Citrus latifolia (Yu. Tanaka) Tanaka
Photos by David Karp and Toni Siebert, CVC, 11/03/2009. Photo rights.
Source: Received as budwood from Willits & Newcomb, Thermal, Ca, 1977.
Parentage/origins: Original source tree came from Hayos Ranch, Indio, Ca. Bearss lime is reported to have originated as a seedling of a tree grown from seed from a fruit of Tahitian origin.
Rootstocks of accession: Citrus macrophylla, Yuma Ponderosa lemon
Season of ripeness at Riverside: October to December
Notes and observations:
C. latifolia, is known by many names such as Tahitian lime, Bearss lime, and Persian lime. The nearly-thornless trees grow vigorously to a medium-large size with a spreading form and have white blossoms. Persian lime trees are more cold-hardy than Mexican lime trees and should do well in areas where lemons are successfully grown. To date, all Persian lime trees are known to carry wood pocket, which can cause serious deterioration of the trees. The fruits of Persian lime are larger than Mexican limes, approximately 2-2 ½ inches in diameter, and have a thin, smooth, light yellow rind at full maturity. The seedless flesh is pale greenish-yellow, acidic, juicy and finely-textured. Once Persian limes reach full maturity, usually late autumn to early winter, they drop from the tree.
1986, EMN: Original source was VI 229 (exoc. positive) which was shoot tip grafted to produce VI 358. VI 229 was: Old budline Bearss, W/N Blk E, R 10W, T13E. W/N source came from Hayos Ranch, Indio. This accession still contains Wood Pocket; neither STG not thermotherapy were effective in removing wood pocket.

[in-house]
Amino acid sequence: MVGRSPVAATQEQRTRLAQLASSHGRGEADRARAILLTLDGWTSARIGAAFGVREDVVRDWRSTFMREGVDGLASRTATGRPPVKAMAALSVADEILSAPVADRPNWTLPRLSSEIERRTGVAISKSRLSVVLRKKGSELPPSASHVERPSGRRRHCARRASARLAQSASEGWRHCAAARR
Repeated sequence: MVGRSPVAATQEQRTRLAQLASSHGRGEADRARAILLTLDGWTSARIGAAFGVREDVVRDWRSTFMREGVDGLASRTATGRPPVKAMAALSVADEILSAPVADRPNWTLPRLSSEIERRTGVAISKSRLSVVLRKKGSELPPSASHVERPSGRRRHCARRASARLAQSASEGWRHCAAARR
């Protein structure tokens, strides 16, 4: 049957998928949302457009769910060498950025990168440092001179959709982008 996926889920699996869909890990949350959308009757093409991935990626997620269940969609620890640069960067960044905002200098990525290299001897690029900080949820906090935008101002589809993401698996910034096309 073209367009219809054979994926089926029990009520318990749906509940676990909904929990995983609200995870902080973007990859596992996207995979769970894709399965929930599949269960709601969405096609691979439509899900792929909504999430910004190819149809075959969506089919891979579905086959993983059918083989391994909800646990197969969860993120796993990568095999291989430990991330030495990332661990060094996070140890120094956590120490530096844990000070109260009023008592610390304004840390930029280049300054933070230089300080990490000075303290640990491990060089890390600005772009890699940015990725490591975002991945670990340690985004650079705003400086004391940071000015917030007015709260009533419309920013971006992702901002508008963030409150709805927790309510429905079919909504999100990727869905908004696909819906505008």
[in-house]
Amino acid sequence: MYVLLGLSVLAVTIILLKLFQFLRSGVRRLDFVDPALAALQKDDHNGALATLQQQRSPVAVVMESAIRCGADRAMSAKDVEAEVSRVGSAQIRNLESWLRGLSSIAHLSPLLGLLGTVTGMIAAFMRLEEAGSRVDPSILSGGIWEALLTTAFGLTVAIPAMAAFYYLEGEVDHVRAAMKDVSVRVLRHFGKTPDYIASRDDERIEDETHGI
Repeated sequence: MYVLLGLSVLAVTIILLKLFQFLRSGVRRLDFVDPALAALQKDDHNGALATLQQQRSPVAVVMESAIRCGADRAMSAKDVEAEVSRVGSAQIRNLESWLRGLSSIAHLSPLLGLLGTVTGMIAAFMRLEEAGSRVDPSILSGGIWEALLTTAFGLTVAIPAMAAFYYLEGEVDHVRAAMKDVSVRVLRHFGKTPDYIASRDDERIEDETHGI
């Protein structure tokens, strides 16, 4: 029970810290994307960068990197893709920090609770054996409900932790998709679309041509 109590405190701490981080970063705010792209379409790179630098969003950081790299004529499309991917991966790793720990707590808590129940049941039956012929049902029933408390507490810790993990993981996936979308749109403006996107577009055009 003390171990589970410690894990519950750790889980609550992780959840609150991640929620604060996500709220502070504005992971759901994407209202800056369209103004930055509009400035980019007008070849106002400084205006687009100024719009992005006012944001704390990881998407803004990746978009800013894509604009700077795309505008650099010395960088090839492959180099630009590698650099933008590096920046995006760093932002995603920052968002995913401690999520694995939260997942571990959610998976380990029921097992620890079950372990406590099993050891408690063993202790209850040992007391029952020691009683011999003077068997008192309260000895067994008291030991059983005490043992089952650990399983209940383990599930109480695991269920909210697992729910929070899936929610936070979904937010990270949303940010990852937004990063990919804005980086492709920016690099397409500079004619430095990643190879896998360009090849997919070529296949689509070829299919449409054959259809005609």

11/9/1987, EMN: Fruit compared with CRC 450 (Wilder), 2315 (Page), 391 (Tahiti) and seems to be identical with all these, and probably identical to Ponds (CRC 449) but Ponds was somewhat rougher at this picking.
Description from The Citrus Industry Vol. 1 (1967):
Both tree and fruit of the Bearss variety correspond closely with the Tahiti description. The flowers are devoid of viable pollen also, contain exceedingly few functional ovules, and the fruits are regularly seedless. The Bearss variety is triploid in its genetic constitution (Bacchi, 1940). Moreover, the comparatively rare seeds which occur are highly monoembryonic also.
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